I read that “os.execute” should be used as last resource in a luup script, but I only know a little linux and I usually survive using it in my Vera.
This is the problem I have. I ssh another linux device in my local network and I “cat” one file, where the temperature of the device is stored. Then, I send the output to a file on the Vera file system.
I have also tried sending that cat output to a linux variable, so it can be later echo’ed to the file. The same command from the shell works.
os.execute(‘echo “$btemp” >/tmp/btemp.txt’)
Any idea why it does not work from Luup or if there is another way to achieve the same?
Once I have the file populated with the “value”, I will read it with local f =io.open “/tmp/btemp.txt”, and use that value to set a device variable.
You can’t echo the variable because each invocation of os.execute() runs in a separate process, so the variable doesn’t exist in the process in which the variable is defined.
Since you can SSH into the box that has the temperature data, have you considered just using a Luup request to push the data from that source system onto a virtual temperature sensor in the Vera directly? You could do that easily with a single curl or wget on the remote system (as long as it’s in the same network segment/LAN). You don’t really say what you’re doing with the data once it’s on the Vera, but I’m guessing you are reading it in yet another script and using it from there…
Many thanks for your answer.
Yes, that is the final goal, to push the data from that source system onto a virtual temperature sensor in the Vera.
Can curl and/or wget read from the other device file system (Android)? It is in the same network segment.
I don’t know what the devices are. But using what information given in your post (the temperature data is in a file on the remote device) and using the same approach, then your remote shell (ssh) command would change to something like:
where ZZZ is the device number of the virtual temperature sensor, and xxxxx is the name of the file containing the temperature data. This makes a request to the Vera to set the current temperature value on the sensor equal to the contents of the file on the remote. Specific syntax may need to vary a bit based on the remote shell’s capabilties; I don’t know what an Android device’s specific shell syntax may be, but the foregoing is basic generic Linux/Unix and will likely work everywhere.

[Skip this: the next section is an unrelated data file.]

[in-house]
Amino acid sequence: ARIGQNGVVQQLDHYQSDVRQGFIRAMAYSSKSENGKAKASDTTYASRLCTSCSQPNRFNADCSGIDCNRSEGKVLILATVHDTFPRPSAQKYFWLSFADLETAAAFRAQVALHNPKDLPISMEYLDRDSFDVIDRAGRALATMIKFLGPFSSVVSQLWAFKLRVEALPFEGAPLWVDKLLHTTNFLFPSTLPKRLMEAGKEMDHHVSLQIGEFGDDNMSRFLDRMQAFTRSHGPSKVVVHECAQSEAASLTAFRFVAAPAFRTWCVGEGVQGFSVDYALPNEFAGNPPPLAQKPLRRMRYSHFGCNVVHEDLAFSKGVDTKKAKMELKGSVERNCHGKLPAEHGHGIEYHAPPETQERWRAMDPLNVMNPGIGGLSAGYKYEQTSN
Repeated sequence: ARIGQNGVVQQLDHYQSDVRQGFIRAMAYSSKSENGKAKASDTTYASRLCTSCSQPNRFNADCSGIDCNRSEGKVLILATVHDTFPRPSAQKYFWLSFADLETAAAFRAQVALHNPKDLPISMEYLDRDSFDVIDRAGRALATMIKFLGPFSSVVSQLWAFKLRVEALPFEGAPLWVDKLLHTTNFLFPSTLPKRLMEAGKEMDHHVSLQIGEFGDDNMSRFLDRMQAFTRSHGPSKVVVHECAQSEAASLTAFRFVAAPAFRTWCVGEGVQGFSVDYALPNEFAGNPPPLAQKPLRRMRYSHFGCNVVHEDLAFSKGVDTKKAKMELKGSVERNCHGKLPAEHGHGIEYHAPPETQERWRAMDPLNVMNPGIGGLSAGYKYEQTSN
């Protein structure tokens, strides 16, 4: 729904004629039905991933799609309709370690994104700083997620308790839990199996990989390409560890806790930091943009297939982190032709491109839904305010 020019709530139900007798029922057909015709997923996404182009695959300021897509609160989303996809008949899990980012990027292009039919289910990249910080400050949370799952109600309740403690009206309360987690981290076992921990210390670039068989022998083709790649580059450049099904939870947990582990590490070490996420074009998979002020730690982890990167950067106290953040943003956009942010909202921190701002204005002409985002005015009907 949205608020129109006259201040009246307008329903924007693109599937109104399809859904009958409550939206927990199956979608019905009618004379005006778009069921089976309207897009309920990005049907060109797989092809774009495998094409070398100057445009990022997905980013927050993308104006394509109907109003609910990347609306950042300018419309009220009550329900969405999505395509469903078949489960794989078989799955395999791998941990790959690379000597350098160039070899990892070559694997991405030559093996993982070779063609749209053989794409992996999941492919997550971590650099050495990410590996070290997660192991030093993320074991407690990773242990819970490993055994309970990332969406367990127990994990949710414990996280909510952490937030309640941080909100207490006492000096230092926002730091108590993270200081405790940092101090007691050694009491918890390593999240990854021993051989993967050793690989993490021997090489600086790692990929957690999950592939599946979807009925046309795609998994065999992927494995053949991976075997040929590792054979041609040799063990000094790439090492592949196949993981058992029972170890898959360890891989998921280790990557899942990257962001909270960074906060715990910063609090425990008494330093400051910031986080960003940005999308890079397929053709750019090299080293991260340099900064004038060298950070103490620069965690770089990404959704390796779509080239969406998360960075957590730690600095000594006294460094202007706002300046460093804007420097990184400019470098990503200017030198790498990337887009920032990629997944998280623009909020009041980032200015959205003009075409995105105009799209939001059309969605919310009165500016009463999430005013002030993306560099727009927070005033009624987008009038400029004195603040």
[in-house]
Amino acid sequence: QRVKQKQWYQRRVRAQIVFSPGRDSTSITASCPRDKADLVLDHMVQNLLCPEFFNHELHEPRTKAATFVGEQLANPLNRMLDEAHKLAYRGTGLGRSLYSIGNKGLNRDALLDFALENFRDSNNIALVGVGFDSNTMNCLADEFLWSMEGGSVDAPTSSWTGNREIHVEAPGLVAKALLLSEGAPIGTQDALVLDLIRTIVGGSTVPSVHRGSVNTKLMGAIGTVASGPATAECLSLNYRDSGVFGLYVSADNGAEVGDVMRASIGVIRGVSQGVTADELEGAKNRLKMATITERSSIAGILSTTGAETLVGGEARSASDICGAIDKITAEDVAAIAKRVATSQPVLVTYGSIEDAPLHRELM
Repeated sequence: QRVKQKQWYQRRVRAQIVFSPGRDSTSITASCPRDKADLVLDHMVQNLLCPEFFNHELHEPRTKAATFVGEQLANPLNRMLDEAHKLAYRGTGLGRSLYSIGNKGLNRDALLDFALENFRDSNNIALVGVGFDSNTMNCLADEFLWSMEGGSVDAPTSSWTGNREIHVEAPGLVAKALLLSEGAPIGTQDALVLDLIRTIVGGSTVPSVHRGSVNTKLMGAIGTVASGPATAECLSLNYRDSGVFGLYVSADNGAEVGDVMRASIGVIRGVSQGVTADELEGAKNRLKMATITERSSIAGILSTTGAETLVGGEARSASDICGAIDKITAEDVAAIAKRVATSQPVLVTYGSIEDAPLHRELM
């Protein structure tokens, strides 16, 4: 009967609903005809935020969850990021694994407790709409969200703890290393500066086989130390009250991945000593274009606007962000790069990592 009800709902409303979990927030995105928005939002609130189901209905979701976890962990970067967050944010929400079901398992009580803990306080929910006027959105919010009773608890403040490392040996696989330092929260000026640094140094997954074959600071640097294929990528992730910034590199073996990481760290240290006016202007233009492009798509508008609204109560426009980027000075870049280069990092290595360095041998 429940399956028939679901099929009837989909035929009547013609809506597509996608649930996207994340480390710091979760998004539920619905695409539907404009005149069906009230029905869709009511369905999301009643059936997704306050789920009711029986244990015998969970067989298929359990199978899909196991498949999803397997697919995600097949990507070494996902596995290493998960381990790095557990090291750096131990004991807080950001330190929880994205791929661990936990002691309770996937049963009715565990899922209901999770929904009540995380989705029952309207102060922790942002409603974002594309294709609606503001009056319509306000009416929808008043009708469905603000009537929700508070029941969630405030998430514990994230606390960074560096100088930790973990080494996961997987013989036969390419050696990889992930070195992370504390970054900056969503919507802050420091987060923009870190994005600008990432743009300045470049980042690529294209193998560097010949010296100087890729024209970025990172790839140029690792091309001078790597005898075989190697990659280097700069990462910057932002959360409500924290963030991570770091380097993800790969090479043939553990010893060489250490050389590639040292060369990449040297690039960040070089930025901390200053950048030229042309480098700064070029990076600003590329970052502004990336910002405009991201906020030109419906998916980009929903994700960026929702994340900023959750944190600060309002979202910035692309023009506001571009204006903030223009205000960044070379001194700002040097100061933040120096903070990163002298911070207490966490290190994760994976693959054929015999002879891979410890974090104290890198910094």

You can create a virtual temperature sensor directly, or using the VirtualSensor plugin.
Better still, I think, would have cron or another facility on the remote just run the command curl periodically, so the remote pushes the data itself on its own schedule, rather than making Vera periodically request to the remote that it push the data to the Vera (too much plumbing for my liking). Or whatever creates the xxxxx file can immediately execute the curl, and then that might also be eligible for optimization to have that process do it directly without the interstitial file. Again, you haven’t given enough detail, and it may not be practically possible for you to do so here, you just have to experiment and discover.
Also note, you are working on ninja-level shell quoting trying to get this to execute. That alone is a case for trying to do it through cron on the remote and eliminate the ssh command altogether…
So, is it ssh from my Android device to Vera, including the curl cmd? I doubt “curl” is available for this device.
Anyway, I have a problem also with non-interactive ssh towards Vera. I have configured the keys but Vera still requests the password (it does not happen on the other direction, Vera → Android). If I solve this, I could achieve the same. Is this a known problem?
What surrounds the cat command must be single back-ticks, not single quotes. The single-backtick usage tells the shell to run the command within, and substitute the command’s output in that position on the command line.
As I said, you are in to ninja-levels of shell quoting here.